1. We have not yet started playing Christmas music.
2. That feeling of self-righteousness over starting so early translates into treating yourself to something as well.
3. You can make a list of all the things you want, so that you can hint liberally at Thanksgiving.
4. If there’s a hardcover you’ve been eyeing, you have time to read the whole thing before giving it away.
5. We have free gift wrapping. By Christmas, you’ll forget what it was you bought. Aren’t surprises great?
6. It’s much easier to stick to your budget when we aren’t serving you eggnog like we do the week before Christmas.
7. All versions of The Night Before Christmas are still in stock. You won’t have to settle for that one weird one left over on Christmas Eve.
8. You’ll bring smiles and joy and a twinkle to the eye of your favorite local, indie bookseller.
Love Stories in This Town (with a great title, and a great cover) is a collection of short stories, new from Amanda Eyre Ward. Ward's stories all focus on love, but not in the way you might expect: she takes her readers on a tour of heartbreak and loneliness, offering a surprisingly insightful - though depressing - take on love, life, and happiness. From the widow of a Sept 11th victim to a pregnant ballerina, a young librarian in the Midwest to the crazed housewife living in Saudi Arabia, Ward's stories draw on small, seemingly insignificant details of life to present the emotions behind every decision we make and relationship upon which we embark.
The first half of the book is a collection of unrelated short stories, while Part II turns to Lola, a heartbroken college student attending her ex-boyfriend's wedding to Miss Montana. Each subsequent story provides a snapshot of another moment in Lola's life, from her stint in Saudi Arabia with her husband on a compound to the visit of her mother-in-law and her first grandchild. The balance between the two halves is superb, and the skill with which Ward weaves the themes of the first half of the book into the Lola stories impressive.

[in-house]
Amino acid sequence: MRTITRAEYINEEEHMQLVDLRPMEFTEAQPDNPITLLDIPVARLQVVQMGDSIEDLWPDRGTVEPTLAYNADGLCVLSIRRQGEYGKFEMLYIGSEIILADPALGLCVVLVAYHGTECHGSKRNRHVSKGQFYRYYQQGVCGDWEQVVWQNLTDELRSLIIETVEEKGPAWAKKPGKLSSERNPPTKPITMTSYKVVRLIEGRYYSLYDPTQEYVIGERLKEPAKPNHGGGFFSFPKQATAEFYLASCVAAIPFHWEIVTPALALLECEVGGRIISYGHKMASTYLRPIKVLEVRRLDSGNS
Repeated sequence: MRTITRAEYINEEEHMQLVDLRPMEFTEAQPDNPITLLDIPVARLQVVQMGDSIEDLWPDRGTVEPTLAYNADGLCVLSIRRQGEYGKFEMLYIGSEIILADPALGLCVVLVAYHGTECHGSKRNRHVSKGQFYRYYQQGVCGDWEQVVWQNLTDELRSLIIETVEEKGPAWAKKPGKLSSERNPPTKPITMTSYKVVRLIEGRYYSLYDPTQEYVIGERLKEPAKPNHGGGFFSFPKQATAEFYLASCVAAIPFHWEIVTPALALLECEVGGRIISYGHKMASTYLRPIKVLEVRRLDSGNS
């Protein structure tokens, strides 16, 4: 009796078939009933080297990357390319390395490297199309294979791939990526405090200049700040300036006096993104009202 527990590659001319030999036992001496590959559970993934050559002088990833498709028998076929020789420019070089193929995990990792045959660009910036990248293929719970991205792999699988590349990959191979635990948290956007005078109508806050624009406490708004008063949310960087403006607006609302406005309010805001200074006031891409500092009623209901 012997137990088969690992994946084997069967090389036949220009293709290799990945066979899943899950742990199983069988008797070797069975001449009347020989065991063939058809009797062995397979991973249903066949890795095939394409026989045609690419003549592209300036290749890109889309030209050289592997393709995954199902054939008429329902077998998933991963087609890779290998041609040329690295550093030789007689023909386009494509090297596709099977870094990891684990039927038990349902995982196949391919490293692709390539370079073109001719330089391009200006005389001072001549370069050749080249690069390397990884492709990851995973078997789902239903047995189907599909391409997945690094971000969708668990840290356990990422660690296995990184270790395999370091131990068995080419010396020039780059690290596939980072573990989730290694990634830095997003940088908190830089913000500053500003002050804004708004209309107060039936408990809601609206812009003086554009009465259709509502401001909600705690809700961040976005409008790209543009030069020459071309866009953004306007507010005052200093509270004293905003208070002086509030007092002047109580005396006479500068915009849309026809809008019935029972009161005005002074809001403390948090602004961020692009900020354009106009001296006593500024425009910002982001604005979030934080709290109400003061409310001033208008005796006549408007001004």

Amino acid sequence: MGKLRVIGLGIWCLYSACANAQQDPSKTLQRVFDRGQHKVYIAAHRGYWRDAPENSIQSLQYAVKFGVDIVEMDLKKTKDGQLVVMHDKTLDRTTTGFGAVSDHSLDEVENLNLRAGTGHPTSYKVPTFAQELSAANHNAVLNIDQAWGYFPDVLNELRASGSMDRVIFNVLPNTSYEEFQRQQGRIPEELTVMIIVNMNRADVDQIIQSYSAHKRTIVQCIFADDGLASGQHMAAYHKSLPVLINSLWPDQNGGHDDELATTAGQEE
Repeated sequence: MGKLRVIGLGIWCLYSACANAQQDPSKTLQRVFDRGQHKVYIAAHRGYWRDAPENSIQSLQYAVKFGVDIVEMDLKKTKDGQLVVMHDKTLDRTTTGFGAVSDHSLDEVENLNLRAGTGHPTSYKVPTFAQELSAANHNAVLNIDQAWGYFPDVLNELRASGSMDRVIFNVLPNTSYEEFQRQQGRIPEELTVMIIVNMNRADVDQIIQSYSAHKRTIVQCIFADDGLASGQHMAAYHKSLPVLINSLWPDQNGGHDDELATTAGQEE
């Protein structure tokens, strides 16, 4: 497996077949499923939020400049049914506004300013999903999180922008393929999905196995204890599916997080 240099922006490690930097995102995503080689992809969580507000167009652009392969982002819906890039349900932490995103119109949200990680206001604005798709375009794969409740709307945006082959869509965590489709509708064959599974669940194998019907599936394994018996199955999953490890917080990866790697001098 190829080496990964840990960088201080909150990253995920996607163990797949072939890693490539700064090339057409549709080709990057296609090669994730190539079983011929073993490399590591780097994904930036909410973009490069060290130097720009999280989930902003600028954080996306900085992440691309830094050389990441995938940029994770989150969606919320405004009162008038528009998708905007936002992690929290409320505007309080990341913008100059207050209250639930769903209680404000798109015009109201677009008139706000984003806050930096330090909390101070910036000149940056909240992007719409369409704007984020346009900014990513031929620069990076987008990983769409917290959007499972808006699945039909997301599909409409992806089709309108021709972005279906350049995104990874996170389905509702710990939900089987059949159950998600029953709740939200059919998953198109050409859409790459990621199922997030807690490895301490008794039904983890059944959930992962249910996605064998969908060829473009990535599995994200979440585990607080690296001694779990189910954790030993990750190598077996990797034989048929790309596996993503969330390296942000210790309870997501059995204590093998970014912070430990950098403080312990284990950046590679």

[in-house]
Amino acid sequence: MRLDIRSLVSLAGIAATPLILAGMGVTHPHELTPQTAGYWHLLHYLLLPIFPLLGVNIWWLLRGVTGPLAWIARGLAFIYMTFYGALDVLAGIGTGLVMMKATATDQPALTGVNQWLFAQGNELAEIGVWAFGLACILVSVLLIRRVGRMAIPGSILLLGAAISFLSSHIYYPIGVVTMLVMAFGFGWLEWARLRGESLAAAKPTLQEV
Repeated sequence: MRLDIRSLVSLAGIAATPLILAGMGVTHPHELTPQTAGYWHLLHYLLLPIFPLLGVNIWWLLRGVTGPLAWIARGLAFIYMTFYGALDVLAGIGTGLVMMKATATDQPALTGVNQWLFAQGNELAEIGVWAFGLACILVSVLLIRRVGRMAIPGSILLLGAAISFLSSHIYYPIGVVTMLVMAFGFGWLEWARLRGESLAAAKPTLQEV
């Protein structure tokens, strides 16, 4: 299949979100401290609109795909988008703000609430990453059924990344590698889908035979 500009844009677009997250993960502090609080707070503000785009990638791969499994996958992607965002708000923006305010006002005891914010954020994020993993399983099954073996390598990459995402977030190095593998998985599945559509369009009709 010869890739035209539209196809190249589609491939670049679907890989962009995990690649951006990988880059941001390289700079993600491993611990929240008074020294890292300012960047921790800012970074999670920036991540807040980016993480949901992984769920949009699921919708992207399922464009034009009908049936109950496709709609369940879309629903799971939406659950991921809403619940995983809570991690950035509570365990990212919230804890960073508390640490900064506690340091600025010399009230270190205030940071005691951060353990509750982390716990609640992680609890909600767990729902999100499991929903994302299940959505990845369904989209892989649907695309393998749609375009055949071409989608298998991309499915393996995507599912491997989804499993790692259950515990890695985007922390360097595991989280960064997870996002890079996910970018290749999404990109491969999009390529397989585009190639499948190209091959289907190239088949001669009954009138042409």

Ward's writing is crisp, clear, and perfectly adapted in each story to the moment and character being portrayed. She alternates between the short choppy voice of a struggling widow, the youthful voice of a young librarian and the long poetic sentences of a ballerina without missing a beat, and manages to maintain her own voice and strong writing style throughout.
Bottom line: The blurb on the front of the book claims that Love Stories in This Town is impossible to put down, but I couldn't disagree more. No, this is a book to be digested in small bits, one story at a time. To rush through it would be to sacrifice the raw emotion in each page, carefully contained by the first and last pages of each story, like bookends precariously balanced on either end of wobbling tomes. Ward's collection is sharp, insightful, witty, but most of all poignant, resulting in a book that leaves the reader wanting more while simultaneously knowing that that is all there is. Bring your tissues and schedule lots of reading breaks, and you're sure to enjoy it.
But not everything is smooth going in the world of "top lists." Publisher's Weekly announced their top 10 books of 2009 last week to much criticism: all ten authors were male. (View the list here.)
PW claims that they judged the books without taking author gender into consideration, but opposing parties claim that this is just their way of covering up their blatant bias. Quite frankly, I think the whole argument makes us miss the point.
Regardless of whether or not PW took gender into consideration (and really, one would hope that as such a beacon of the industry they would review on merit, and nothing else), the real problem posed by this situation is the lack of women on the list. Not because PW is biased, however, or chauvinistic, or anything else feminist critics might have you believe, but because there are either no books qualified, or not enough books qualified that they stood out to the reviewers.